Tees

Benefits Street filming in Stockton

  • 26 August 2014
  • From the section Tees
Deidre "White Dee" Kelly
The first series of Benefits Street followed people in Birmingham living off benefits

Residents in a Teesside street are being filmed for the next series of controversial TV show Benefits Street.

Crews from Love Productions are filming on Kingston Road in Stockton for the Channel Four show, which follows people living off benefits.

The area's MP said participants were being exploited, while one woman said 90% of residents work.

But the team behind the show said they were giving a voice to people that "don't really have a voice".

Labour's Stockton North MP Alex Cunningham told BBC Tees he was "deeply disappointed" Kingston Road had been chosen for the show.

He said: "This is about exploiting people, about making television, growing audiences and selling advertising."

'Economic decline'

Channel 4's head of documentaries Nick Mirsky, who has commissioned the new series, said: "Benefits Street fits perfectly with Channel 4's remit of producing programming that stimulates discussion and debate, the first series did this on a national scale.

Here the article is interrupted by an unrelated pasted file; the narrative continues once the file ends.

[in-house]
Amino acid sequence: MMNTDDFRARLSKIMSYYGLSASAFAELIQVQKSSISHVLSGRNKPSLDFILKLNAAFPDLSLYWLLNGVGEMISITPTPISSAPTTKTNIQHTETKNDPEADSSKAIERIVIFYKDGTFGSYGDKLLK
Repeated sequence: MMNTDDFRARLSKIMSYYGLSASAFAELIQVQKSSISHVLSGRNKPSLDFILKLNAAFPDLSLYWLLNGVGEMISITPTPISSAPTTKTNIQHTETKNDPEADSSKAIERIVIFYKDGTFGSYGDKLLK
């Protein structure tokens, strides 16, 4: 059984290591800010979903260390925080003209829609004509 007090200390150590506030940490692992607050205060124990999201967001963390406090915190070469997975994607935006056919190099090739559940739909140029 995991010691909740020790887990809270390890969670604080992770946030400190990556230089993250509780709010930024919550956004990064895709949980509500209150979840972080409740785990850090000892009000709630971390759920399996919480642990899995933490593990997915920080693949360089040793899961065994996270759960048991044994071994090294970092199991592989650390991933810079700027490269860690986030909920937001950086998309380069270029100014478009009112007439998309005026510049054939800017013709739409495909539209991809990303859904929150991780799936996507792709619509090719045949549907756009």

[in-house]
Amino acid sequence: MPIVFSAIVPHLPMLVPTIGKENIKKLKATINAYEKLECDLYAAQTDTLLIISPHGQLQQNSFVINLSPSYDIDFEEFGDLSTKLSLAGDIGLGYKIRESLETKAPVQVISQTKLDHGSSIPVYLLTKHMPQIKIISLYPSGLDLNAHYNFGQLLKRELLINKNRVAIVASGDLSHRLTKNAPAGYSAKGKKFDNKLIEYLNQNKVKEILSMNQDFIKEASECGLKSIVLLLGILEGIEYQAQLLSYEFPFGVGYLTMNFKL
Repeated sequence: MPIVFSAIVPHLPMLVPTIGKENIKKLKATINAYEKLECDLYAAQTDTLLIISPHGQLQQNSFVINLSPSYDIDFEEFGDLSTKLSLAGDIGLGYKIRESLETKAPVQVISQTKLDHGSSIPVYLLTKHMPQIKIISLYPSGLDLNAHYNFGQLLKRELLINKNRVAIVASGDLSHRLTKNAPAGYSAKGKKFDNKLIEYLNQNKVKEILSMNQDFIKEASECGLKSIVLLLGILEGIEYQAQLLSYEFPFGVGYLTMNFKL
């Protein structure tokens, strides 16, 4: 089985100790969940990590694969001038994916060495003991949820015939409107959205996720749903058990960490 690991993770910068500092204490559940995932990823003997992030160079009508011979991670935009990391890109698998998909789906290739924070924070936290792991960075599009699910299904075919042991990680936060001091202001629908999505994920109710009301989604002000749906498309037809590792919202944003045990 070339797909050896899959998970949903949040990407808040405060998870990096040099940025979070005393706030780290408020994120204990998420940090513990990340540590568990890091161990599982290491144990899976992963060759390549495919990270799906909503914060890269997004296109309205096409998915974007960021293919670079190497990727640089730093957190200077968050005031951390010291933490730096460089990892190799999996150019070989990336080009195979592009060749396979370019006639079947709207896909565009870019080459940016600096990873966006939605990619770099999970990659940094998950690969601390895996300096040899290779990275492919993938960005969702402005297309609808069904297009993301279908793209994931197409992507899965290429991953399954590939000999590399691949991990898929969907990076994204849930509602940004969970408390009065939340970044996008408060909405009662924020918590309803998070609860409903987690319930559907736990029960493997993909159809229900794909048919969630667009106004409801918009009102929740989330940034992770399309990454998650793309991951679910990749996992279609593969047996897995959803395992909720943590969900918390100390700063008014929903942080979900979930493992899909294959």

"It brought a very human focus to an issue that is at the heart of who we are in Britain today. I'm sure the new series will advance that debate and introduce viewers to a new group of compelling residents."

Love Production's creative director for factual, Kieran Smith, added: "Like many places in the UK, Stockton has been hit hard by the recession and economic decline.

A cameraman films BBC reporter Andy Bell
The BBC found a film crew on Kingston Road but they refused to speak

"Those who are reliant on welfare for the majority of their income are some of the hardest hit.

"We have been invited to share in the lives of the residents of one street where many people rely on benefits to survive.

BBC Tees reporter Andy Bell visited the street to speak to residents, but a film crew he met refused to speak to him.

Residents he spoke to said it was up to those taking part how they portray themselves.

One woman said she believed they were only filming two families, adding: "We worked out the other week that 90% of the people in the street work so I can't understand why they are filming."

Benefits Street sparked controversy when the first series filmed on James Turner Street in Birmingham aired in January.

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